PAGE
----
Sunday, March 31, 2013

Some Wonderful Words from Fr. Dwight Longenecker

Simplicity and authenticity will bring a renewal to the liturgy from within– from the beauty of the faith and sacrifice of the priests and the people. I speak from experience. I have worshipped God with a Monteverdi Mass in St Mark’s Basilica in Venice. I have worshipped with the world’s finest choir at Kings College in Cambridge. I have worshipped in monastic austerity at Mont St Michel, Quarr Abbey and many other beautiful monasteries. But I have also worshipped with simplicity and authenticity in a village church in El Salvador in the heat and sweat and smell of poverty. I have worshipped at Catholic Charismatic Conferences and at big circus tent AmChurch churches and on a little folding table at summer camp with kids in shorts and T-shirts.

In each case it was the simplicity and authenticity of love in the hearts of the faithful which made the difference. That’s what I care about, and if it can be done with mozzettas and red shoes and big miters and splendiferousness, I like that too, but I don’t mind if they’re absent as long as the simplicity, honesty and authentic love of Christ and his people is there.

Read the whole article here.

I can't agree more with the good Father. To me the most important consideration when it comes to the liturgy is not the presence or absence of guitars, or of clapping, or of this or that vestment. It's not the language used, or the choir, or any of those other things. I'm not saying these things aren't important, because they are important.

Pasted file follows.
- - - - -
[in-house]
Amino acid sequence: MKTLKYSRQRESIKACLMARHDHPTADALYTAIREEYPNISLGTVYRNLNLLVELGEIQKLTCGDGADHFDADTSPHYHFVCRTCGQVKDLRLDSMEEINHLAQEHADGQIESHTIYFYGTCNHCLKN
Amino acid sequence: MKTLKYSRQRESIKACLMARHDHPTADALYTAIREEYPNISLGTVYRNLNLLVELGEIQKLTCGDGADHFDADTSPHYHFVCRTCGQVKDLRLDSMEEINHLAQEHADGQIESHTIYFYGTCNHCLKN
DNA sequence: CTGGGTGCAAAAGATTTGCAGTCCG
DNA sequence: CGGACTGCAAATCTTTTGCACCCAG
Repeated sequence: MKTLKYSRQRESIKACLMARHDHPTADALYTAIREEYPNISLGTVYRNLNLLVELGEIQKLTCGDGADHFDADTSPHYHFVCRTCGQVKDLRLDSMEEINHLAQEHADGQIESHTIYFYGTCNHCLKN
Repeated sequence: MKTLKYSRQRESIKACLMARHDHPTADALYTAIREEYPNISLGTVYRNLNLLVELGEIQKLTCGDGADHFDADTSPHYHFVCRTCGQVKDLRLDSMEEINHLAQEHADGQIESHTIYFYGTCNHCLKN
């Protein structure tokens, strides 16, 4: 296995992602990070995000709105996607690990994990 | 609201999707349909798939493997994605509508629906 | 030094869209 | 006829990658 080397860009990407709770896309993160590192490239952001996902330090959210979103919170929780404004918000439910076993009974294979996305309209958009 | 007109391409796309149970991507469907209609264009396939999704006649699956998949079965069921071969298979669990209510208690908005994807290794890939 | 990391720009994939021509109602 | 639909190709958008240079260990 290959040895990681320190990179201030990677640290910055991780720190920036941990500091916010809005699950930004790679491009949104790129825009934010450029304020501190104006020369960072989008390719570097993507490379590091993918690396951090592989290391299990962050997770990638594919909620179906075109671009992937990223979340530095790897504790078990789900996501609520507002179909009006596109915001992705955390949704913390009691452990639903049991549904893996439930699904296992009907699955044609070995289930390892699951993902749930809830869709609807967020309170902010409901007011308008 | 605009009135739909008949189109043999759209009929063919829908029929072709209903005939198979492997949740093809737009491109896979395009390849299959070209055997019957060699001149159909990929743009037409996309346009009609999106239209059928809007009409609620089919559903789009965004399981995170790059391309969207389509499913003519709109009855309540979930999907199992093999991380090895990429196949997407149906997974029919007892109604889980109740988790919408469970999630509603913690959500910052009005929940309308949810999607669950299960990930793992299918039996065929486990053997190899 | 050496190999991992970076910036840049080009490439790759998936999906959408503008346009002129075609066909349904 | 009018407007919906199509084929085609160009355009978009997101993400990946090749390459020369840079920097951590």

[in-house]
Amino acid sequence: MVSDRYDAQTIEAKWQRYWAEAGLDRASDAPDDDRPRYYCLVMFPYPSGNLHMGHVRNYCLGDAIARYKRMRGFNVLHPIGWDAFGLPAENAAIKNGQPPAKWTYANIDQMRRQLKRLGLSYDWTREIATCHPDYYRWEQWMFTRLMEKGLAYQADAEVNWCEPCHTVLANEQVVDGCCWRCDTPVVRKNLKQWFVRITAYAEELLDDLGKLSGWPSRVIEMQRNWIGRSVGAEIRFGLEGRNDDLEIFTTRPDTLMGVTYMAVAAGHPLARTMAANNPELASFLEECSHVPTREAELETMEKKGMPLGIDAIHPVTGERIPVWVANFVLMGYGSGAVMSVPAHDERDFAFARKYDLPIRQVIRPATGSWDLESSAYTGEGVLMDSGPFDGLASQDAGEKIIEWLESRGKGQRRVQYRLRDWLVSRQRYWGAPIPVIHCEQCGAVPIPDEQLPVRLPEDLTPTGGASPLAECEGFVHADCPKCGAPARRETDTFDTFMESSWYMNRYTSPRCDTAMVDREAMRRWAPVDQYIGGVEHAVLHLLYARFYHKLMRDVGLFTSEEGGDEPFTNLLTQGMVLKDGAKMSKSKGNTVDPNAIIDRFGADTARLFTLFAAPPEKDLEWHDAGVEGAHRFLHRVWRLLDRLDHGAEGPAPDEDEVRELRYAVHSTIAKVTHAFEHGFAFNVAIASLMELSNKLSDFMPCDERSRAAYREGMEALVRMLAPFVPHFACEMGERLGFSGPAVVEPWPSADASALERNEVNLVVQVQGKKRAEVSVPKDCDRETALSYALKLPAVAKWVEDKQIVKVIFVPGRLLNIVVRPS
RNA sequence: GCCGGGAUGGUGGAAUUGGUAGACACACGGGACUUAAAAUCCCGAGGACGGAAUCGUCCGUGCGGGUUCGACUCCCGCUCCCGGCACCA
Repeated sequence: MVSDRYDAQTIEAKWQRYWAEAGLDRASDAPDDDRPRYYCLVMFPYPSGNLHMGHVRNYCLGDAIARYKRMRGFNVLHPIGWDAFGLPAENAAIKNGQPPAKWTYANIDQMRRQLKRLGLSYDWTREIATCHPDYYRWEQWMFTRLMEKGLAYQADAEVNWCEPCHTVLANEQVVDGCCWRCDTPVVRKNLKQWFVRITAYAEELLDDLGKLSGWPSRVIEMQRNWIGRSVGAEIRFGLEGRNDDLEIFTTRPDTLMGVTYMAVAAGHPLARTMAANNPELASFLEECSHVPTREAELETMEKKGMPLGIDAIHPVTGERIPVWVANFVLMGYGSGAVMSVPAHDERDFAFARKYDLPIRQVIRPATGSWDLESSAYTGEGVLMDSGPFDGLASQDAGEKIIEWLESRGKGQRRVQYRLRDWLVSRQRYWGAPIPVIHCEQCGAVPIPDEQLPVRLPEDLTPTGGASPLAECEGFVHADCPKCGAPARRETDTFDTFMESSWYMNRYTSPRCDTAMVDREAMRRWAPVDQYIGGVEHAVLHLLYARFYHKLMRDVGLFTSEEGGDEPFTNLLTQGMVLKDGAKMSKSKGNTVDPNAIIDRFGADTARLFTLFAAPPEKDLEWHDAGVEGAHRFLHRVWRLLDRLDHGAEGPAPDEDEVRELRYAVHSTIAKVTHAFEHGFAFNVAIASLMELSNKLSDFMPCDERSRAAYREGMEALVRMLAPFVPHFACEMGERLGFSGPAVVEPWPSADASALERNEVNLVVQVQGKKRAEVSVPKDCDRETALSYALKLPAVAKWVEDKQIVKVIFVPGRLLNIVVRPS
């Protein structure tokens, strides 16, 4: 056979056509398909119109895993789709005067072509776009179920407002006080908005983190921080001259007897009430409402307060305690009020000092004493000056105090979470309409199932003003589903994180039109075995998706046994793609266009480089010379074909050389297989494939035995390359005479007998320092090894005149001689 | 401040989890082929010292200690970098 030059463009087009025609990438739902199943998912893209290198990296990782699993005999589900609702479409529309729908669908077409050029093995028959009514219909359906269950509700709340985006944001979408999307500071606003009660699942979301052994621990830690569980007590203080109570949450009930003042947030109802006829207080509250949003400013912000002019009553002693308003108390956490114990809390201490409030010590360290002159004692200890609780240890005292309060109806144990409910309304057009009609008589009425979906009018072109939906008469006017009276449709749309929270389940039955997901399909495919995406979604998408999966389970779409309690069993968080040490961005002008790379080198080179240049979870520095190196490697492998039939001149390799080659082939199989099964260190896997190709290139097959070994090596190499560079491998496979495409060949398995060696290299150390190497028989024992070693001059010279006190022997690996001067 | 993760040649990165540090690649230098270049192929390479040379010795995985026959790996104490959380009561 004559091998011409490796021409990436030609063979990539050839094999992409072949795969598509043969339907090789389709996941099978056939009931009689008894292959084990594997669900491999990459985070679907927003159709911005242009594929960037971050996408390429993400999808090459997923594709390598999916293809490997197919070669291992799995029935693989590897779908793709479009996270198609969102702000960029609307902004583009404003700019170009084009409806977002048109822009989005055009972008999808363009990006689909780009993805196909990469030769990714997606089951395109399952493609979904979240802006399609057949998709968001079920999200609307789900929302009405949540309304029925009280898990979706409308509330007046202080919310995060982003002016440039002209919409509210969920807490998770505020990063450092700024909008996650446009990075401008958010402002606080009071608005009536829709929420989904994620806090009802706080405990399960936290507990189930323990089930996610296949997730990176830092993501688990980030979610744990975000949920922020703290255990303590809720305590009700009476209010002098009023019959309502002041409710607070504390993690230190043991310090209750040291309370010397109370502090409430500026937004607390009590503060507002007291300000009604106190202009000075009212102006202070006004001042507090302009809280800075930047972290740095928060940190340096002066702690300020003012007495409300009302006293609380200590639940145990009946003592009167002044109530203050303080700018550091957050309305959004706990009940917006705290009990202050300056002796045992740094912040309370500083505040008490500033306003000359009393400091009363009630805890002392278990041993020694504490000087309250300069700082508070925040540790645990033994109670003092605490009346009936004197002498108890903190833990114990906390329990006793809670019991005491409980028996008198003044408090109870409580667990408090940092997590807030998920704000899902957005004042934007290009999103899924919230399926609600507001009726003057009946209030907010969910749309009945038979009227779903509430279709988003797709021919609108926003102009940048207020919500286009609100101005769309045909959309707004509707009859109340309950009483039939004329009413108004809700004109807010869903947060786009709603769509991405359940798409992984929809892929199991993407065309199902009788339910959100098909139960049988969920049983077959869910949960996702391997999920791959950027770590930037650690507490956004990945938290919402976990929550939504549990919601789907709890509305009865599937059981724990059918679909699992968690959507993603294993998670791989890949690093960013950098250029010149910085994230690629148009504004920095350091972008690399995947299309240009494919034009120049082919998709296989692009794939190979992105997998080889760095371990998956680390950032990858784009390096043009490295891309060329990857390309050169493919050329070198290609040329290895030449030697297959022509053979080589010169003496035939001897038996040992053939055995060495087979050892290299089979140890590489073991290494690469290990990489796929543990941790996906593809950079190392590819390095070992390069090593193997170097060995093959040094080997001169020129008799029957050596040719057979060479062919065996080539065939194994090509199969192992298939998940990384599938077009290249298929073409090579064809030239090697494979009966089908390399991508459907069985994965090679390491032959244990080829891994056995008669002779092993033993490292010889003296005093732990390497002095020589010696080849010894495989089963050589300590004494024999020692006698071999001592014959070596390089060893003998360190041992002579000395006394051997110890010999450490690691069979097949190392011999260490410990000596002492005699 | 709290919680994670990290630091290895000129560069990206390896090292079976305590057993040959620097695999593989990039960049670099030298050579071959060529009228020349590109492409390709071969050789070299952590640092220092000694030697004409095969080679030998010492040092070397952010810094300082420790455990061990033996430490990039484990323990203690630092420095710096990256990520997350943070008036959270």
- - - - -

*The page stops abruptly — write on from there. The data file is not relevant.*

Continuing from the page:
But the real question is; where is the emphasis? If the emphasis is not upon communion, consecration, prayer and the Eucharist, then who cares whether the sacrament is celebrated with impeccable taste or not?

I think the most moving Mass in which I ever participated was celebrated in a hotel conference room, as part of a Catholic pre-marriage course. And in general, I prefer plain and simple and music-less Masses. Of course, that is a matter of personal taste, and not necessarily of good taste.

But I do find that, in such Masses, the emphasis is more likely to be in the right place than it is in Masses where people come for an aesthetic experience.

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